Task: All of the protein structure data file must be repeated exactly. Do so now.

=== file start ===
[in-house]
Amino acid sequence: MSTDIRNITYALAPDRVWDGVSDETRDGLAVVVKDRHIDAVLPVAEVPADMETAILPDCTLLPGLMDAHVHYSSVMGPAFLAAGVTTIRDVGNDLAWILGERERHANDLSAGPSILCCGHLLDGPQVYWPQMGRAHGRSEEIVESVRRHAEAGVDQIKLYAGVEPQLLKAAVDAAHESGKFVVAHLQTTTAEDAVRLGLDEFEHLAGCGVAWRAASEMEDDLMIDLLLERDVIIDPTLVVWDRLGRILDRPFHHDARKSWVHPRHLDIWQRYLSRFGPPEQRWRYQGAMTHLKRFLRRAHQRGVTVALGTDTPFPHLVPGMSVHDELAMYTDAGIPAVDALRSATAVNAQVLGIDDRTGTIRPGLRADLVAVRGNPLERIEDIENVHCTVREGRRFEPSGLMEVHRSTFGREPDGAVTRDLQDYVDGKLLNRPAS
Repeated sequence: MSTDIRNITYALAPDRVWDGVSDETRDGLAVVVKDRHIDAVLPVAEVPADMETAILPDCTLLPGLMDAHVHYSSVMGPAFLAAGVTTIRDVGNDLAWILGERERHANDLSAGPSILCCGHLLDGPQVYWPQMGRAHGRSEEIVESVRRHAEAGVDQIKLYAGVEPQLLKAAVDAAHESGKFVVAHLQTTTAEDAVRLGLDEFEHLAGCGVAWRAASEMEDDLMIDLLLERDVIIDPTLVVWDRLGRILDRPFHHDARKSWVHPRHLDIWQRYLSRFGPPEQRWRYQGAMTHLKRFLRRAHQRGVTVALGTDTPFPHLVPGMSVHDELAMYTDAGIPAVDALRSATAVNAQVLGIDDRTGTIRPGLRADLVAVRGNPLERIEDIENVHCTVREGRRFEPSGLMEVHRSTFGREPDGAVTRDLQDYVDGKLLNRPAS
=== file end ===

[in-house]
Amino acid sequence: MSTDIRNITYALAPDRVWDGVSDETRDGLAVVVKDRHIDAVLPVAEVPADMETAILPDCTLLPGLMDAHVHYSSVMGPAFLAAGVTTIRDVGNDLAWILGERERHANDLSAGPSILCCGHLLDGPQVYWPQMGRAHGRSEEIVESVRRHAEAGVDQIKLYAGVEPQLLKAAVDAAHESGKFVVAHLQTTTAEDAVRLGLDEFEHLAGCGVAWRAASEMEDDLMIDLLLERDVIIDPTLVVWDRLGRILDRPFHHDARKSWVHPRHLDIWQRYLSRFGPPEQRWRYQGAMTHLKRFLRRAHQRGVTVALGTDTPFPHLVPGMSVHDELAMYTDAGIPAVDALRSATAVNAQVLGIDDRTGTIRPGLRADLVAVRGNPLERIEDIENVHCTVREGRRFEPSGLMEVHRSTFGREPDGAVTRDLQDYVDGKLLNRPAS
Repeated sequence: MSTDIRNITYALAPDRVWDGVSDETRDGLAVVVKDRHIDAVLPVAEVPADMETAILPDCTLLPGLMDAHVHYSSVMGPAFLAAGVTTIRDVGNDLAWILGERERHANDLSAGPSILCCGHLLDGPQVYWPQMGRAHGRSEEIVESVRRHAEAGVDQIKLYAGVEPQLLKAAVDAAHESGKFVVAHLQTTTAEDAVRLGLDEFEHLAGCGVAWRAASEMEDDLMIDLLLERDVIIDPTLVVWDRLGRILDRPFHHDARKSWVHPRHLDIWQRYLSRFGPPEQRWRYQGAMTHLKRFLRRAHQRGVTVALGTDTPFPHLVPGMSVHDELAMYTDAGIPAVDALRSATAVNAQVLGIDDRTGTIRPGLRADLVAVRGNPLERIEDIENVHCTVREGRRFEPSGLMEVHRSTFGREPDGAVTRDLQDYVDGKLLNRPAS